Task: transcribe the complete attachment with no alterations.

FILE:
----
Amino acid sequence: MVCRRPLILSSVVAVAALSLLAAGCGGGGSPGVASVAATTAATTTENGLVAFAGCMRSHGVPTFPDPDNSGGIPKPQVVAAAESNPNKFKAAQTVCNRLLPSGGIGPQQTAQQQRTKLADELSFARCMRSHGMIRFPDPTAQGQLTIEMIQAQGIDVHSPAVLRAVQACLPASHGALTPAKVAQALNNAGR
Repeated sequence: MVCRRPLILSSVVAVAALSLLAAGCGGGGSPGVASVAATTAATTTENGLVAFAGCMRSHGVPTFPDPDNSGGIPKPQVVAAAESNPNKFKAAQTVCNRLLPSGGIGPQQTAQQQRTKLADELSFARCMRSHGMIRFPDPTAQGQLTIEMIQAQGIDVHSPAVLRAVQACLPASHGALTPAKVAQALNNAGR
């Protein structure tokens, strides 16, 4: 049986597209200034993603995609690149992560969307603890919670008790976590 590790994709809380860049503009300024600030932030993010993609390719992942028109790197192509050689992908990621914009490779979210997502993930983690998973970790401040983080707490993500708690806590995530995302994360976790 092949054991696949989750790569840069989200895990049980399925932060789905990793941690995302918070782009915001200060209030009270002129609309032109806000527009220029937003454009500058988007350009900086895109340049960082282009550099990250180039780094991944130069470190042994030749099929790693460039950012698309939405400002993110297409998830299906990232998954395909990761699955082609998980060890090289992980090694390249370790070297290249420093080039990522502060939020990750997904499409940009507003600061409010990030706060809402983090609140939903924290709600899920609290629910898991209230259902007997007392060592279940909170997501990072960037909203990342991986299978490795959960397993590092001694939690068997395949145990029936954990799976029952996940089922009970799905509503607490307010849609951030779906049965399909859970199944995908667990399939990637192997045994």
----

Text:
Amino acid sequence: MVCRRPLILSSVVAVAALSLLAAGCGGGGSPGVASVAATTAATTTENGLVAFAGCMRSHGVPTFPDPDNSGGIPKPQVVAAAESNPNKFKAAQTVCNRLLPSGGIGPQQTAQQQRTKLADELSFARCMRSHGMIRFPDPTAQGQLTIEMIQAQGIDVHSPAVLRAVQACLPASHGALTPAKVAQALNNAGR
Repeated sequence: MVCRRPLILSSVVAVAALSLLAAGCGGGGSPGVASVAATTAATTTENGLVAFAGCMRSHGVPTFPDPDNSGGIPKPQVVAAAESNPNKFKAAQTVCNRLLPSGGIGPQQTAQQQRTKLADELSFARCMRSHGMIRFPDPTAQGQLTIEMIQAQGIDVHSPAVLRAVQACLPASHGALTPAKVAQALNNAGR
């Protein structure tokens, strides 16, 4: 049986597209200034993603995609690149992560969307603890919670008790976590 590790994709809380860049503009300024600030932030993010993609390719992942028109790197192509050689992908990621914009490779979210997502993930983690998973970790401040983080707490993500708690806590995530995302994360976790 092949054991696949989750790569840069989200895990049980399925932060789905990793941690995302918070782009915001200060209030009270002129609309032109806000527009220029937003454009500058988007350009900086895109340049960082282009550099990250180039780094991944130069470190042994030749099929790693460039950012698309939405400002993110297409998830299906990232998954395909990761699955082609998980060890090289992980090694390249370790070297290249420093080039990522502060939020990750997904499409940009507003600061409010990030706060809402983090609140939903924290709600899920609290629910898991209230259902007997007392060592279940909170997501990072960037909203990342991986299978490795959960397993590092001694939690068997395949145990029936954990799976029952996940089922009970799905509503607490307010849609951030779906049965399909859970199944995908667990399939990637192997045994």